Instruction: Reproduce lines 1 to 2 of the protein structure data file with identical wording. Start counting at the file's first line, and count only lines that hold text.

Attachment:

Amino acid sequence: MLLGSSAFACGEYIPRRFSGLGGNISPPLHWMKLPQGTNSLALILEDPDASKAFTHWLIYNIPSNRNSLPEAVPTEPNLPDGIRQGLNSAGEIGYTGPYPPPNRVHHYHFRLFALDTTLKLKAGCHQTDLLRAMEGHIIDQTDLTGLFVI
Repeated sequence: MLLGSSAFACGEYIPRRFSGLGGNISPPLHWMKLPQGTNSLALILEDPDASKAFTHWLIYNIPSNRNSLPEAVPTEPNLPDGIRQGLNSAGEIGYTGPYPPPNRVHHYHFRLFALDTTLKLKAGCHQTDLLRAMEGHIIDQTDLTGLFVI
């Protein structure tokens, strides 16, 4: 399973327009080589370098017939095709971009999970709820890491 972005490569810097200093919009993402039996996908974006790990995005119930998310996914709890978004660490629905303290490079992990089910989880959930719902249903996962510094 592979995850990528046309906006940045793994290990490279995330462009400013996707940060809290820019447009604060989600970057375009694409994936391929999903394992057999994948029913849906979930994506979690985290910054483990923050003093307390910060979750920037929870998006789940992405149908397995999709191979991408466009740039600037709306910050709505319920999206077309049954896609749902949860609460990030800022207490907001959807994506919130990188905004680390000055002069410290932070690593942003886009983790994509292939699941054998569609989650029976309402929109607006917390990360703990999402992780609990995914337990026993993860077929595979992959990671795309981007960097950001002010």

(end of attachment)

Amino acid sequence: MLLGSSAFACGEYIPRRFSGLGGNISPPLHWMKLPQGTNSLALILEDPDASKAFTHWLIYNIPSNRNSLPEAVPTEPNLPDGIRQGLNSAGEIGYTGPYPPPNRVHHYHFRLFALDTTLKLKAGCHQTDLLRAMEGHIIDQTDLTGLFVI
Repeated sequence: MLLGSSAFACGEYIPRRFSGLGGNISPPLHWMKLPQGTNSLALILEDPDASKAFTHWLIYNIPSNRNSLPEAVPTEPNLPDGIRQGLNSAGEIGYTGPYPPPNRVHHYHFRLFALDTTLKLKAGCHQTDLLRAMEGHIIDQTDLTGLFVI